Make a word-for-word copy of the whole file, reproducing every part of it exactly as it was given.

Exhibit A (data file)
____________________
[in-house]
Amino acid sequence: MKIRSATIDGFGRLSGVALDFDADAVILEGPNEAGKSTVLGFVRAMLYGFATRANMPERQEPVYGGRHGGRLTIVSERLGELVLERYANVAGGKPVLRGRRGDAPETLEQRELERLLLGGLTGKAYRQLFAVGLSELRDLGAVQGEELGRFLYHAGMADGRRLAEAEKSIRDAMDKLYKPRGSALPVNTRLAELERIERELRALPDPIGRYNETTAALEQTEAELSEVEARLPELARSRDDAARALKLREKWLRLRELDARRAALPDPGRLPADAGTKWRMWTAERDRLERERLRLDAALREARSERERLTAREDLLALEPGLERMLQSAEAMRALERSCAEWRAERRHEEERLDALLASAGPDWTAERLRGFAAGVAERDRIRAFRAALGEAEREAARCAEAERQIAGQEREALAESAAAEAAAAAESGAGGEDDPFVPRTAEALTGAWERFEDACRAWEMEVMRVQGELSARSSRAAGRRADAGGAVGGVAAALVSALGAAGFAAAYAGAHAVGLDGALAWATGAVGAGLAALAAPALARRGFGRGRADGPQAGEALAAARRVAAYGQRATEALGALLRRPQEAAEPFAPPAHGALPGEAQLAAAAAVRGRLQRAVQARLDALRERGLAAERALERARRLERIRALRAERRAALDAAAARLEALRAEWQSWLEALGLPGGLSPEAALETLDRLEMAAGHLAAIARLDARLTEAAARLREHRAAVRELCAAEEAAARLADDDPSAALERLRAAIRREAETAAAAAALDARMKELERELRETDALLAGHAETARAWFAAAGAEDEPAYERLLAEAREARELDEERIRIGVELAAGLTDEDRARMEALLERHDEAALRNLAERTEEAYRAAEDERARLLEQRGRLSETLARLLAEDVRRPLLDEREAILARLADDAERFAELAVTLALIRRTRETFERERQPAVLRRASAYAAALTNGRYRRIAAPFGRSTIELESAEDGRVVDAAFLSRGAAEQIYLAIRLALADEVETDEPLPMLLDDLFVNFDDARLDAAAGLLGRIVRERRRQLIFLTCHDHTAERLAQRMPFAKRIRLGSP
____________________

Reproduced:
[in-house]
Amino acid sequence: MKIRSATIDGFGRLSGVALDFDADAVILEGPNEAGKSTVLGFVRAMLYGFATRANMPERQEPVYGGRHGGRLTIVSERLGELVLERYANVAGGKPVLRGRRGDAPETLEQRELERLLLGGLTGKAYRQLFAVGLSELRDLGAVQGEELGRFLYHAGMADGRRLAEAEKSIRDAMDKLYKPRGSALPVNTRLAELERIERELRALPDPIGRYNETTAALEQTEAELSEVEARLPELARSRDDAARALKLREKWLRLRELDARRAALPDPGRLPADAGTKWRMWTAERDRLERERLRLDAALREARSERERLTAREDLLALEPGLERMLQSAEAMRALERSCAEWRAERRHEEERLDALLASAGPDWTAERLRGFAAGVAERDRIRAFRAALGEAEREAARCAEAERQIAGQEREALAESAAAEAAAAAESGAGGEDDPFVPRTAEALTGAWERFEDACRAWEMEVMRVQGELSARSSRAAGRRADAGGAVGGVAAALVSALGAAGFAAAYAGAHAVGLDGALAWATGAVGAGLAALAAPALARRGFGRGRADGPQAGEALAAARRVAAYGQRATEALGALLRRPQEAAEPFAPPAHGALPGEAQLAAAAAVRGRLQRAVQARLDALRERGLAAERALERARRLERIRALRAERRAALDAAAARLEALRAEWQSWLEALGLPGGLSPEAALETLDRLEMAAGHLAAIARLDARLTEAAARLREHRAAVRELCAAEEAAARLADDDPSAALERLRAAIRREAETAAAAAALDARMKELERELRETDALLAGHAETARAWFAAAGAEDEPAYERLLAEAREARELDEERIRIGVELAAGLTDEDRARMEALLERHDEAALRNLAERTEEAYRAAEDERARLLEQRGRLSETLARLLAEDVRRPLLDEREAILARLADDAERFAELAVTLALIRRTRETFERERQPAVLRRASAYAAALTNGRYRRIAAPFGRSTIELESAEDGRVVDAAFLSRGAAEQIYLAIRLALADEVETDEPLPMLLDDLFVNFDDARLDAAAGLLGRIVRERRRQLIFLTCHDHTAERLAQRMPFAKRIRLGSP